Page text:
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  • Snoring means that there is some sort of obstruction to your normal breathing that occurs when you sleep.
  • Dr Alison Bentley says many factors could lead to snoring, and one of them is age.
  • Other causes for snoring include a deviated septum, weight gain, and acid reflux.
  • Sometimes snoring is a sign of something more sinister, so it's important to consult your GP.

Is it normal to snore? Well, not really, according to Restonic sleep expert Dr Alison Bentley. "Snoring indicates that there is some obstruction to normal breathing that only occurs during sleep," she shares in a press statement.

"The obstruction causes turbulence in the airflow and vibration of the palate or the small tongue at the back of the mouth (the uvula). That vibration, plus a slightly open mouth, produces the noise we call snoring. The obstruction can be anywhere in the nose or throat area."

Dr Bentley says there are many factors that may be involved in snoring. Growing older, for example, increases the likelihood of snoring as the lining of the throat becomes 'floppier'.

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Here are 4 possible causes for your snoring:

1. Nose, palate, and throat issues

"Many people who snore have a problem with a blockage in their nose, which could be due to a deviated septum, a general irritation causing a swollen lining of the nose, polyps or enlarged adenoids," explains Dr Bentley. "Some of these conditions may need surgery, while others can be treated with appropriate nasal sprays, which may need to be used long-term."

Tonsils can also cause a throat obstruction, which could be another cause of snoring. "These are no longer routinely taken out in early childhood, so many more children grow up with their tonsils," says Dr Bentley. "If the tonsils become enlarged, they can swivel back during sleep to cause an obstruction. In children, snoring is never normal, and removal of the tonsils and adenoids resolves the snoring in 95% of children."

The end of the palate is the structure that generally produces the snoring noise, and because of this, some people feel the need to remove it. But Dr Bentley warns against this procedure.

"Although this can reduce the noise itself, the surgery needs to be undertaken with caution. The palate is responsible for some very important functions, such as closing off the back of the nose during swallowing and creating our unique speech. Surgery may interfere with these normal and useful functions."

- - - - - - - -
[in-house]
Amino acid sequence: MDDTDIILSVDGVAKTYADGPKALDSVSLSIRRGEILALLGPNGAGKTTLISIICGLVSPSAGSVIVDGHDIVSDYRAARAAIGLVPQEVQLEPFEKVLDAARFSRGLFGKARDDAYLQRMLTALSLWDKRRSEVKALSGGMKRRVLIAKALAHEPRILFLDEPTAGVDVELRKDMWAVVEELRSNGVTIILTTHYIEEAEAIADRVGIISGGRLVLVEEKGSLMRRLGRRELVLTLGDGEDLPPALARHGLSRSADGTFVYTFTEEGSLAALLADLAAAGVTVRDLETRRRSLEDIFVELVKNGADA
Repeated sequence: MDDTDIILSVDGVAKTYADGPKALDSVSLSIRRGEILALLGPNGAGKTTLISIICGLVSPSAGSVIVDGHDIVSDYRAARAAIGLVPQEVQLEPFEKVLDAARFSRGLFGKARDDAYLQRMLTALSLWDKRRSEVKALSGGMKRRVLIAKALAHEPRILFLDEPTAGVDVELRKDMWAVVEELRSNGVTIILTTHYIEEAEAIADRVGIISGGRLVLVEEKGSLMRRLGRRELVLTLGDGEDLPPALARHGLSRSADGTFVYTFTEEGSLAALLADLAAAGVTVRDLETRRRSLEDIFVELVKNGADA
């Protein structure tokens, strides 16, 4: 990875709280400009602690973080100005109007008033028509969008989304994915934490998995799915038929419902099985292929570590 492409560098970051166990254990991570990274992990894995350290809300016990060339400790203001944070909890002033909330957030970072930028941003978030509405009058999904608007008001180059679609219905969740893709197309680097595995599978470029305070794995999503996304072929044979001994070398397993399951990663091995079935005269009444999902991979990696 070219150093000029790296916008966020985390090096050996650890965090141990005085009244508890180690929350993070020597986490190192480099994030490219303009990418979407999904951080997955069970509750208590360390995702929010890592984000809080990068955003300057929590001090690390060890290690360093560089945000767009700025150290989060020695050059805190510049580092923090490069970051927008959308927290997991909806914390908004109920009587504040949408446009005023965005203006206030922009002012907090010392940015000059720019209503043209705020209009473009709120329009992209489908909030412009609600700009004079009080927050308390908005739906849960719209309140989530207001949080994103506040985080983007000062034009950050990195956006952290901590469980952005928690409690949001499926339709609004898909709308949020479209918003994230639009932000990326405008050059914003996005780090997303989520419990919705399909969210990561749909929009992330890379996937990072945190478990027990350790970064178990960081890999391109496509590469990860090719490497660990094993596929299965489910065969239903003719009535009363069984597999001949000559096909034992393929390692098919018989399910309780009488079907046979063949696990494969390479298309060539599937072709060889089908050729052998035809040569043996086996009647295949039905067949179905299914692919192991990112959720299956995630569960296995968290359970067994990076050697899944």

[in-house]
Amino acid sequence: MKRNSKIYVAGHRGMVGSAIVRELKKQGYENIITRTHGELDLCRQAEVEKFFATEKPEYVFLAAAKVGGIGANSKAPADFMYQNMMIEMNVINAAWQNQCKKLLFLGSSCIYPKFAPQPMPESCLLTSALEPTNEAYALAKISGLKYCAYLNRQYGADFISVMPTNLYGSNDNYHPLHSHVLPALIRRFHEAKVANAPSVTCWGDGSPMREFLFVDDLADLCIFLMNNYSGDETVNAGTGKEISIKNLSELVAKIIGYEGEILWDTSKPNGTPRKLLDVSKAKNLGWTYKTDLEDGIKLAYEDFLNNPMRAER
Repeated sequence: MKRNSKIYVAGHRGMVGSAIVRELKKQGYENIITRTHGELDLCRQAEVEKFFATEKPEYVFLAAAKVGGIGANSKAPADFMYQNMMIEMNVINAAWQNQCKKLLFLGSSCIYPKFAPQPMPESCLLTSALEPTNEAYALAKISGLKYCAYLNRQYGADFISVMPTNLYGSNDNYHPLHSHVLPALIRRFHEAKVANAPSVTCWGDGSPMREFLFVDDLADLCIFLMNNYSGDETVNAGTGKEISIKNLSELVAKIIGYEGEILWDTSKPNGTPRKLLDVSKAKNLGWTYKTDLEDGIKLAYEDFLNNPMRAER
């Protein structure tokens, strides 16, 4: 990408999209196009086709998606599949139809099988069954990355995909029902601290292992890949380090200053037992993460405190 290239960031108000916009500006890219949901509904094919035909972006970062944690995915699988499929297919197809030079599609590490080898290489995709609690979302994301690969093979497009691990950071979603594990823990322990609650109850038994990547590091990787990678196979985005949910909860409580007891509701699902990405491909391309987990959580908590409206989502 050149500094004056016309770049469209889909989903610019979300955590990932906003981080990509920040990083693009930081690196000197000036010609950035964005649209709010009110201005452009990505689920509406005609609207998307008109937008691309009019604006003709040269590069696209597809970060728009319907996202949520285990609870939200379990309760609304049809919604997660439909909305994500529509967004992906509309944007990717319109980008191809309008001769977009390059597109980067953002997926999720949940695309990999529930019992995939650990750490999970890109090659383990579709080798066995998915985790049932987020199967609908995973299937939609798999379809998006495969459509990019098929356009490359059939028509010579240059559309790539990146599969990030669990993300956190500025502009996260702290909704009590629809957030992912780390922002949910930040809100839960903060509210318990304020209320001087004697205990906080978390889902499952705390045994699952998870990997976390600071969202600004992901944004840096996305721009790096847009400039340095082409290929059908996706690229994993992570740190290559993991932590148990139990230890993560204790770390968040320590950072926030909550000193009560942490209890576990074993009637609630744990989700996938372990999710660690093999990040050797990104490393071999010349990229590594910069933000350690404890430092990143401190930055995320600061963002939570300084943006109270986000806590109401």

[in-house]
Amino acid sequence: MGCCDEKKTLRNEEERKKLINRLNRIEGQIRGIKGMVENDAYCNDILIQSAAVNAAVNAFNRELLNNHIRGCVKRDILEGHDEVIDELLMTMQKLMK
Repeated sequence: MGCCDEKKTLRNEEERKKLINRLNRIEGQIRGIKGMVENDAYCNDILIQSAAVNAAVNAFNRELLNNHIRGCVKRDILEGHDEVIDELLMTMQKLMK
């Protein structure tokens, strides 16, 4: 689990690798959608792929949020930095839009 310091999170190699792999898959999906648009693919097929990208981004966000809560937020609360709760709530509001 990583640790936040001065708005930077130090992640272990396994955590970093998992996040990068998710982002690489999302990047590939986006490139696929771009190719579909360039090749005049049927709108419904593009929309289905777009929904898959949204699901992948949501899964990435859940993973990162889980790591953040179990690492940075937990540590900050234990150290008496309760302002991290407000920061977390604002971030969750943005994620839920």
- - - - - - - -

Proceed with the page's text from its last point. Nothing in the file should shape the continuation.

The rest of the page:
2. The jaw and tongue

"The jaw and the tongue become important factors in snoring, especially when sufferers lie on their back," says Dr Bentley. "In that position, gravity moves the jaw back, narrowing the airway. This type of obstruction can be managed by preventing the sleeper from lying on their back (such as creating a pocket in the pyjama top/t-shirt between the shoulder blades and inserting a small ball in there) or using a mouthpiece to stabilise the jaw."

Dale Harley, executive: Restonic marketing, says if your bed or pillow is worn out, it could actually be making your snoring worse because they do not offer the correct spinal support, which affects the angle of your head, neck and airway during sleep.

"If your snoring is noticeably less severe when sleeping on a different bed or with a different pillow, it's worth investigating the option of a better bed to properly support your spine," he suggests.

3. Weight and snoring

"Weight gain is often a cause of snoring, especially in men, who are prone to putting on weight around the neck and chest area," says Dr Bentley. "Extra weight in these areas directly narrows the airway making it harder to breathe in. Losing even a few kilograms can help to reduce snoring."

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4. Acid reflux

Another cause of snoring, which is often ignored, is the reflux of stomach contents. "These make their way up into the back of the throat, causing swelling of the back of the tongue. During the day, gravity keeps the contents of the stomach in place, but lying down removes that force (particularly after a large meal close to bedtime or after eating spicy foods)."

Dr Bentley suggests moving evening meals to at least three hours before your bedtime and possibly taking a small dose of an antiacid before you sleep to reduce snoring caused by reflux.

When to be concerned

"In many cases snoring may be just noise pollution, but when discussing snoring, it is important to remember that it may be a sign of something more sinister, such as obstructive sleep apnoea," Dr Bentley warns.

Obstructive sleep apnoea causes your upper airway to collapse partially or completely, which affects your ability to breathe.

"If your snoring is associated with daytime tiredness, catches or pauses in the breathing at night or high blood pressure, you should speak to your doctor about possible apnoea. This is a serious medical disorder that can cause long-term medical problems and requires professional treatment."

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